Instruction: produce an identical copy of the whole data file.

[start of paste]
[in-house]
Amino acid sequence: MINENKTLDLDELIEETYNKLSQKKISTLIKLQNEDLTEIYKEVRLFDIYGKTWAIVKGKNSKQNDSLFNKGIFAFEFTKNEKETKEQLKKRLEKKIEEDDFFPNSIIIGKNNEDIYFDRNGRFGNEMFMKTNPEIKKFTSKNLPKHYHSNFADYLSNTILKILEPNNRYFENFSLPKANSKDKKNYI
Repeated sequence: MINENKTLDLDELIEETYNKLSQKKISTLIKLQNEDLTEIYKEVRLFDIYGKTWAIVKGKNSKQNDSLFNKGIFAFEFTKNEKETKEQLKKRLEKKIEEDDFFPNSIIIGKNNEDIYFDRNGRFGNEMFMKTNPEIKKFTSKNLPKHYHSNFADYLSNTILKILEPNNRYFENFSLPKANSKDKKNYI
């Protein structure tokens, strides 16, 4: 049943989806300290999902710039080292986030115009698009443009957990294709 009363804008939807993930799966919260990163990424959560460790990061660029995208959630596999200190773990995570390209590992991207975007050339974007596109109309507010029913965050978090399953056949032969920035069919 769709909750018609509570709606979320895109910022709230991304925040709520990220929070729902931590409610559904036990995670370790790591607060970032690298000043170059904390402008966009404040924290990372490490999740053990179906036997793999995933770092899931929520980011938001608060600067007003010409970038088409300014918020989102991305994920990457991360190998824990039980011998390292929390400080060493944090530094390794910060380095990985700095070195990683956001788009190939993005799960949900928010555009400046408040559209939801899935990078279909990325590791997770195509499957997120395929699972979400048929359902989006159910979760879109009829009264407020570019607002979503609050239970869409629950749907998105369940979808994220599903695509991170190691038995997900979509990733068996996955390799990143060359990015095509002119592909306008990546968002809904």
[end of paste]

[in-house]
Amino acid sequence: MINENKTLDLDELIEETYNKLSQKKISTLIKLQNEDLTEIYKEVRLFDIYGKTWAIVKGKNSKQNDSLFNKGIFAFEFTKNEKETKEQLKKRLEKKIEEDDFFPNSIIIGKNNEDIYFDRNGRFGNEMFMKTNPEIKKFTSKNLPKHYHSNFADYLSNTILKILEPNNRYFENFSLPKANSKDKKNYI
Repeated sequence: MINENKTLDLDELIEETYNKLSQKKISTLIKLQNEDLTEIYKEVRLFDIYGKTWAIVKGKNSKQNDSLFNKGIFAFEFTKNEKETKEQLKKRLEKKIEEDDFFPNSIIIGKNNEDIYFDRNGRFGNEMFMKTNPEIKKFTSKNLPKHYHSNFADYLSNTILKILEPNNRYFENFSLPKANSKDKKNYI
């Protein structure tokens, strides 16, 4: 049943989806300290999902710039080292986030115009698009443009957990294709 009363804008939807993930799966919260990163990424959560460790990061660029995208959630596999200190773990995570390209590992991207975007050339974007596109109309507010029913965050978090399953056949032969920035069919 769709909750018609509570709606979320895109910022709230991304925040709520990220929070729902931590409610559904036990995670370790790591607060970032690298000043170059904390402008966009404040924290990372490490999740053990179906036997793999995933770092899931929520980011938001608060600067007003010409970038088409300014918020989102991305994920990457991360190998824990039980011998390292929390400080060493944090530094390794910060380095990985700095070195990683956001788009190939993005799960949900928010555009400046408040559209939801899935990078279909990325590791997770195509499957997120395929699972979400048929359902989006159910979760879109009829009264407020570019607002979503609050239970869409629950749907998105369940979808994220599903695509991170190691038995997900979509990733068996996955390799990143060359990015095509002119592909306008990546968002809904």